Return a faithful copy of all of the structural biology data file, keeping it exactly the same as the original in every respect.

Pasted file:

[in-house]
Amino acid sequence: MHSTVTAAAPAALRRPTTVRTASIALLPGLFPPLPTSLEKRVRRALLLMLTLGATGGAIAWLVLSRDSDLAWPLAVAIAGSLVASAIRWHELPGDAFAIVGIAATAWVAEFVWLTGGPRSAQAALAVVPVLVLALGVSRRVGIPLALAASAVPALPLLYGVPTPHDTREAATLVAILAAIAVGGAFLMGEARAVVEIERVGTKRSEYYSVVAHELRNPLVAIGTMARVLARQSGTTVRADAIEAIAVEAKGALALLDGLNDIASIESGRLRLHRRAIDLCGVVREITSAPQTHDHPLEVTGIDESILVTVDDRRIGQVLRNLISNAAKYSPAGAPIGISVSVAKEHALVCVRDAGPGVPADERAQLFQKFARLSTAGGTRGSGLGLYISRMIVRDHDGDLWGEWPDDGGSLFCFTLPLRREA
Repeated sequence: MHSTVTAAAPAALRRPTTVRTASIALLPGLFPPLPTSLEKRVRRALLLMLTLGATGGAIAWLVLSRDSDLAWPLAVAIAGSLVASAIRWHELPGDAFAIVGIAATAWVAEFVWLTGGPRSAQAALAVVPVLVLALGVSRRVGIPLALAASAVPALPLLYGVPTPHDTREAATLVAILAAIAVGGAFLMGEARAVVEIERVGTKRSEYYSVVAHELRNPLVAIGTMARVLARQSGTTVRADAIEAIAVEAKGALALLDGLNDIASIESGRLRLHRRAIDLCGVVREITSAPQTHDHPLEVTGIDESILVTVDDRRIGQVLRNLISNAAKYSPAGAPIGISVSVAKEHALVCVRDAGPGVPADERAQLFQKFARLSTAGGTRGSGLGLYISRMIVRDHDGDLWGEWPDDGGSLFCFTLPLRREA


[in-house]
Amino acid sequence: MHSTVTAAAPAALRRPTTVRTASIALLPGLFPPLPTSLEKRVRRALLLMLTLGATGGAIAWLVLSRDSDLAWPLAVAIAGSLVASAIRWHELPGDAFAIVGIAATAWVAEFVWLTGGPRSAQAALAVVPVLVLALGVSRRVGIPLALAASAVPALPLLYGVPTPHDTREAATLVAILAAIAVGGAFLMGEARAVVEIERVGTKRSEYYSVVAHELRNPLVAIGTMARVLARQSGTTVRADAIEAIAVEAKGALALLDGLNDIASIESGRLRLHRRAIDLCGVVREITSAPQTHDHPLEVTGIDESILVTVDDRRIGQVLRNLISNAAKYSPAGAPIGISVSVAKEHALVCVRDAGPGVPADERAQLFQKFARLSTAGGTRGSGLGLYISRMIVRDHDGDLWGEWPDDGGSLFCFTLPLRREA
Repeated sequence: MHSTVTAAAPAALRRPTTVRTASIALLPGLFPPLPTSLEKRVRRALLLMLTLGATGGAIAWLVLSRDSDLAWPLAVAIAGSLVASAIRWHELPGDAFAIVGIAATAWVAEFVWLTGGPRSAQAALAVVPVLVLALGVSRRVGIPLALAASAVPALPLLYGVPTPHDTREAATLVAILAAIAVGGAFLMGEARAVVEIERVGTKRSEYYSVVAHELRNPLVAIGTMARVLARQSGTTVRADAIEAIAVEAKGALALLDGLNDIASIESGRLRLHRRAIDLCGVVREITSAPQTHDHPLEVTGIDESILVTVDDRRIGQVLRNLISNAAKYSPAGAPIGISVSVAKEHALVCVRDAGPGVPADERAQLFQKFARLSTAGGTRGSGLGLYISRMIVRDHDGDLWGEWPDDGGSLFCFTLPLRREA